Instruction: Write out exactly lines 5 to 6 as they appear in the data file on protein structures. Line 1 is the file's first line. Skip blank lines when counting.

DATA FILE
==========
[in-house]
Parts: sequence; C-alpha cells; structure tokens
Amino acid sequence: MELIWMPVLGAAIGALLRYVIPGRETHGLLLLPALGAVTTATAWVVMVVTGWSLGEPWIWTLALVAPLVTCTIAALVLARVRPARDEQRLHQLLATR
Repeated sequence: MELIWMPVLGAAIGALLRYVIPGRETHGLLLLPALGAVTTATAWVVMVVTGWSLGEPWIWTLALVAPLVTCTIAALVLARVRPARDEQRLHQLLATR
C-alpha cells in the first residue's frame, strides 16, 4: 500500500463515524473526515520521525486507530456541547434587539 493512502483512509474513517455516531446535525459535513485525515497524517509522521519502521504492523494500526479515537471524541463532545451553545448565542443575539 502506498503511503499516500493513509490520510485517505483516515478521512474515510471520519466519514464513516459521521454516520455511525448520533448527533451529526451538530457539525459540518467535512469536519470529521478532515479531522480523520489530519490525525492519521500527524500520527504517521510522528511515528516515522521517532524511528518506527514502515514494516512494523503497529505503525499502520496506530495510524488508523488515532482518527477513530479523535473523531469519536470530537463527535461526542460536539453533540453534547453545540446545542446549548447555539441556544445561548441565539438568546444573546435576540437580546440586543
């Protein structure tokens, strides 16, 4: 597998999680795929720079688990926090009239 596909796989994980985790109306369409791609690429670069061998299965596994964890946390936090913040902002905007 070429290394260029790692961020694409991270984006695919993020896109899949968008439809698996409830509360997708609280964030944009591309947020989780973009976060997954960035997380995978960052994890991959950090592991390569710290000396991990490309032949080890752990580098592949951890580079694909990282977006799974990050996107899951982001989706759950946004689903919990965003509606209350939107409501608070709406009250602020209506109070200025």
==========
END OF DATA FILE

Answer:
C-alpha cells in the first residue's frame, strides 16, 4: 500500500463515524473526515520521525486507530456541547434587539 493512502483512509474513517455516531446535525459535513485525515497524517509522521519502521504492523494500526479515537471524541463532545451553545448565542443575539 502506498503511503499516500493513509490520510485517505483516515478521512474515510471520519466519514464513516459521521454516520455511525448520533448527533451529526451538530457539525459540518467535512469536519470529521478532515479531522480523520489530519490525525492519521500527524500520527504517521510522528511515528516515522521517532524511528518506527514502515514494516512494523503497529505503525499502520496506530495510524488508523488515532482518527477513530479523535473523531469519536470530537463527535461526542460536539453533540453534547453545540446545542446549548447555539441556544445561548441565539438568546444573546435576540437580546440586543
């Protein structure tokens, strides 16, 4: 597998999680795929720079688990926090009239 596909796989994980985790109306369409791609690429670069061998299965596994964890946390936090913040902002905007 070429290394260029790692961020694409991270984006695919993020896109899949968008439809698996409830509360997708609280964030944009591309947020989780973009976060997954960035997380995978960052994890991959950090592991390569710290000396991990490309032949080890752990580098592949951890580079694909990282977006799974990050996107899951982001989706759950946004689903919990965003509606209350939107409501608070709406009250602020209506109070200025």